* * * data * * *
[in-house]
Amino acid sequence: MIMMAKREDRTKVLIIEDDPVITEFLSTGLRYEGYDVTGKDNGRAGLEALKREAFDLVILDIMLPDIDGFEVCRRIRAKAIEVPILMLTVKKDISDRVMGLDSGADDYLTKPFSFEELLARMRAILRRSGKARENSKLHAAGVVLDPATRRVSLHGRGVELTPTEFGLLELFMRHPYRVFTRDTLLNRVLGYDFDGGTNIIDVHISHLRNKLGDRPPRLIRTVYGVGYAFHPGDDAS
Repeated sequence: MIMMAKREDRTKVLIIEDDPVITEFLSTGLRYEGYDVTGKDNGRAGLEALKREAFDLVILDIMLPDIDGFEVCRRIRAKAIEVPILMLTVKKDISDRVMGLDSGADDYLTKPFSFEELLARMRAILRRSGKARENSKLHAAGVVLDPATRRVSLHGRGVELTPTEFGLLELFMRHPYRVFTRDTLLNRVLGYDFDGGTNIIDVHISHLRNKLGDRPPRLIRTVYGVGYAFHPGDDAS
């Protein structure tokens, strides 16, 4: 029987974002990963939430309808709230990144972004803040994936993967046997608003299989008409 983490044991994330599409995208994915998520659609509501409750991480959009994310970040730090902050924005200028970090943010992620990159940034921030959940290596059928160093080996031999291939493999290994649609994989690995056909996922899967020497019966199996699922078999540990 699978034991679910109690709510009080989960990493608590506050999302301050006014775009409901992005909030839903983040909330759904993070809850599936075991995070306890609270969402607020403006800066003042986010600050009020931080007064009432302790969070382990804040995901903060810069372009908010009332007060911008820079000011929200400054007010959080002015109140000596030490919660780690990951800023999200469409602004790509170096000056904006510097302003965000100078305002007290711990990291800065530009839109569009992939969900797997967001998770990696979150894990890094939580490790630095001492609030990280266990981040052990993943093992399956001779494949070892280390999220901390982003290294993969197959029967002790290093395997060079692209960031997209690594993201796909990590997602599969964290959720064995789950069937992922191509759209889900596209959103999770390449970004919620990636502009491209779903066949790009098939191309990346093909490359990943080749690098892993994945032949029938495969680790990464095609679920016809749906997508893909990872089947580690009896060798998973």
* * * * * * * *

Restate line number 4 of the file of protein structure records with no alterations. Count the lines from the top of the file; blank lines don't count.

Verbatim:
């Protein structure tokens, strides 16, 4: 029987974002990963939430309808709230990144972004803040994936993967046997608003299989008409 983490044991994330599409995208994915998520659609509501409750991480959009994310970040730090902050924005200028970090943010992620990159940034921030959940290596059928160093080996031999291939493999290994649609994989690995056909996922899967020497019966199996699922078999540990 699978034991679910109690709510009080989960990493608590506050999302301050006014775009409901992005909030839903983040909330759904993070809850599936075991995070306890609270969402607020403006800066003042986010600050009020931080007064009432302790969070382990804040995901903060810069372009908010009332007060911008820079000011929200400054007010959080002015109140000596030490919660780690990951800023999200469409602004790509170096000056904006510097302003965000100078305002007290711990990291800065530009839109569009992939969900797997967001998770990696979150894990890094939580490790630095001492609030990280266990981040052990993943093992399956001779494949070892280390999220901390982003290294993969197959029967002790290093395997060079692209960031997209690594993201796909990590997602599969964290959720064995789950069937992922191509759209889900596209959103999770390449970004919620990636502009491209779903066949790009098939191309990346093909490359990943080749690098892993994945032949029938495969680790990464095609679920016809749906997508893909990872089947580690009896060798998973």